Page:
Many of us have spent the last month celebrating the birthdays of awesome people (Toni Morrison, Nina Simone, Summer M., Erykah Badu), posting fake quotes attributed to someone featured on the Mount Rushmore of black leaders, wondering how many things George Washington Carver made with peanuts, and ruminating on the marriage of crunchiness and technology that is Jill Scott and Verizon. In retrospect, I did not adequately serve you, dear reader with proper Black History Month reflection in any of my last few posts. I have failed you. And I offer my sincerest apologies in the form of acknowledging some black visionaries–no, not a little known slave revolt–who have not gotten their due. What better way to end Black History Month than with a big up to a group that, Unsung episode notwithstanding, have not gotten proper due for its vision?

Every now and then, like during BHM, you’ll see an article on a site that otherwise pretends that black people don’t exist, about the dearth of black people in the Silicon Valley. These articles generally assume that since black people allegedly haven’t become bazillionaires creating microchips and iWhatevers, they don’t sort of engage technologies in the ways that nerdy white boys do. Because, I guess, the American way seems to think that if you haven’t made a gang of money doing it, then you must not be doing it. Or at least doing it right. Or at all. Of course we RT and Facebook the articles and pay scant attention to this “crisis” afterwards, all the while having very little to say about the visionary ways black people have imagined the very future we’re currently living in. Word to Sun Ra.

Take for example, internet dating. Sources (and by sources I mean Wikipedia) will wax on wax off about how folks have been hooking up ever that AOL dude was telling you, “You’ve got mail.” With chat rooms and online forums and such, lonely hearts could digitally engage as long as your little brother didn’t pick up the phone. But you know what these sources don’t say? That Roger and Zapp saw this shit coming.

You know that Jimmy Early scene in the lounge in Dream Girls? The one where he’s going in about how he invented did everything on the radio before it was on the radio? Well, had they lived, I can imagine Roger and Larry Troutman in the Troutman family living room watching a commercial going all Jimmy Early talking about how they predicted it all and cats haven’t properly #paidamish. Let’s look at the receipt, shall we?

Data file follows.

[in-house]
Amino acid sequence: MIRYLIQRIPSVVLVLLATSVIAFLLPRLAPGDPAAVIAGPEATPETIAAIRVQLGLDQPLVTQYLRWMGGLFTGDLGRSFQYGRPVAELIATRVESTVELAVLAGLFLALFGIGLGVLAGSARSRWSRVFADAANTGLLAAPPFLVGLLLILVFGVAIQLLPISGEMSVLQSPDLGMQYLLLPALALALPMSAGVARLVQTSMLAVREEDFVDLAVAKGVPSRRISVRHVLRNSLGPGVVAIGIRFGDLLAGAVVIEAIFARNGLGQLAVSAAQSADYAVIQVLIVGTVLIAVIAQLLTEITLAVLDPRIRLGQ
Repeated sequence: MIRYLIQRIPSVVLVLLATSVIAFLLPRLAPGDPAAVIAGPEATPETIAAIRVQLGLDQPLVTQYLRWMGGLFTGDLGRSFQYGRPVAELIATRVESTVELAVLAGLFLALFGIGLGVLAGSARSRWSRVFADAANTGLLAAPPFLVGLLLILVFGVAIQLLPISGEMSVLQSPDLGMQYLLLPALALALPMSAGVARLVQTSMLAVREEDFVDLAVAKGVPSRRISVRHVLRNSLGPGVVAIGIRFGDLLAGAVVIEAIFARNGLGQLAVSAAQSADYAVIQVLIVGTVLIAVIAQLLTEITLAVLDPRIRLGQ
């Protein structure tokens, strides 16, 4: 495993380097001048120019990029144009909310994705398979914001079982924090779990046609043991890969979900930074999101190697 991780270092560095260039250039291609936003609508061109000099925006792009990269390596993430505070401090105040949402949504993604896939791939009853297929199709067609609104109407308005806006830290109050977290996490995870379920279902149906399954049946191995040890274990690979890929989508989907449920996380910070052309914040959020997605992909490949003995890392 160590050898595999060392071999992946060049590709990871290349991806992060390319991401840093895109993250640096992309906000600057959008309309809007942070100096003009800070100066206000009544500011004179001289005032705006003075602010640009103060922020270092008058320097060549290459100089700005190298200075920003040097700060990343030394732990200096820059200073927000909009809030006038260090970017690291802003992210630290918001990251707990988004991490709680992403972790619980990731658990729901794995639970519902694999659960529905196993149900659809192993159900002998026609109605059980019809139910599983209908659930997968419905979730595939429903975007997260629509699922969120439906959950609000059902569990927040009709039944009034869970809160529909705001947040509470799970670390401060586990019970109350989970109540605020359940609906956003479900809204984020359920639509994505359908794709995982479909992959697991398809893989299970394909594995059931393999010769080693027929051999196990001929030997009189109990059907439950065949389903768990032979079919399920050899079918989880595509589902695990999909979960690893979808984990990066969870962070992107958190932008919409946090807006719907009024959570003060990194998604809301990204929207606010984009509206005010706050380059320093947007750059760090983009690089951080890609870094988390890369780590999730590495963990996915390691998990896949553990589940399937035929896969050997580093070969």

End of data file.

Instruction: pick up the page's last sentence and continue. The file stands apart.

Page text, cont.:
Computer Love


Picture it: 1985, and this jam comes on your pre-blazing hip-hop and R&B radio dial:

Computerized (Digital love)
Oh, baby
A beautiful love[…]

You know I’ve been searching for someone
Who can share that special love with me
And your eyes have that glow
Could it be your face I see on my computer screen

This is pre-A/S/L, yo! Who has webcams? An online dating profile? That’s right. Nobody.

Need a special girl (Ooh, yeah)
To share in my computer world
I no longer need a strategy
Thanks to modern technology

If internet dating did anything for the likes of people such as myself, it rendered spitting in-person game moot. I have lamented, lamented the number of honeys I have awkwardly passed up because I did have the proper in-person macking strategies nor recognized their macking efforts. However, with the advent of online flirting all of a sudden the kid had mad skills! And you know who knew that would happen? The Troutmans.

You know I’ve been around
From hot sexy mamas to cool Prima Donnas
I wanna share your treasure, oh, so rare
‘Cause it’s your face I see on my computer screen
Oh, won’t you keep me warm tonight
You are such a sweet delight
I will cherish the memory of this night
Yes, I found my computer love

Lessons learned here:

1. When the local dating pool has rendered nothing, you can always dive into the deep end of the internets.

2. Computer love is kind of like that permanent romantic phase, because their is not morning breath or toothpaste in the sink to get all infuriated about.

3. This is a family blog, so the other implications of this verse will have to be inferred by those of us who are “adult” and astute.

4. If Manti Te’o had simply followed the rules of the game, he wouldn’t have gotten caught up.

Digital love {Digital love}
Computer love {Computer love}
Digital love {Digital love}
A beautiful love {Beautiful love}
A digital love {Digital love}
Digital love {Digital love}
{It’s just computer digital beautiful, beautiful love}

Folks are out there making a generation of babies born of relationships started on the internet. And Roger and Zapp sang about it before we do it with such ease.

If you have never heard this song play in your brain at the beginning of an internet crush, you either never heard it or you a lie.

Know your history. And give respect where it’s due. Until next time, America. This has been Black History Month.